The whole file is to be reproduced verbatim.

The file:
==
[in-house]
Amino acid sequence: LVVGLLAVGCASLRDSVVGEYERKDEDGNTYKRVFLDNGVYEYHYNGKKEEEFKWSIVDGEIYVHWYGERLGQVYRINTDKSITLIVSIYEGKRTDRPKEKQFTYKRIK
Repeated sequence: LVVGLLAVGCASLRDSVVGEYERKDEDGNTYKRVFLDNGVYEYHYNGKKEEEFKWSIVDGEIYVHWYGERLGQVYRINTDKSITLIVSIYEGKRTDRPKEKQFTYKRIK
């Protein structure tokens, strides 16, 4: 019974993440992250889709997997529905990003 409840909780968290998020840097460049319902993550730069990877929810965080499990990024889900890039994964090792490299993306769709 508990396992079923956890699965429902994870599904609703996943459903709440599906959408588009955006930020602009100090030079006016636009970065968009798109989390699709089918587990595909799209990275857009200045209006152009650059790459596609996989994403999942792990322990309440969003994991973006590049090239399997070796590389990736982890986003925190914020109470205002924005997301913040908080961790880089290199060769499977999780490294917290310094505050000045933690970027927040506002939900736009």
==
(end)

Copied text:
[in-house]
Amino acid sequence: LVVGLLAVGCASLRDSVVGEYERKDEDGNTYKRVFLDNGVYEYHYNGKKEEEFKWSIVDGEIYVHWYGERLGQVYRINTDKSITLIVSIYEGKRTDRPKEKQFTYKRIK
Repeated sequence: LVVGLLAVGCASLRDSVVGEYERKDEDGNTYKRVFLDNGVYEYHYNGKKEEEFKWSIVDGEIYVHWYGERLGQVYRINTDKSITLIVSIYEGKRTDRPKEKQFTYKRIK
């Protein structure tokens, strides 16, 4: 019974993440992250889709997997529905990003 409840909780968290998020840097460049319902993550730069990877929810965080499990990024889900890039994964090792490299993306769709 508990396992079923956890699965429902994870599904609703996943459903709440599906959408588009955006930020602009100090030079006016636009970065968009798109989390699709089918587990595909799209990275857009200045209006152009650059790459596609996989994403999942792990322990309440969003994991973006590049090239399997070796590389990736982890986003925190914020109470205002924005997301913040908080961790880089290199060769499977999780490294917290310094505050000045933690970027927040506002939900736009």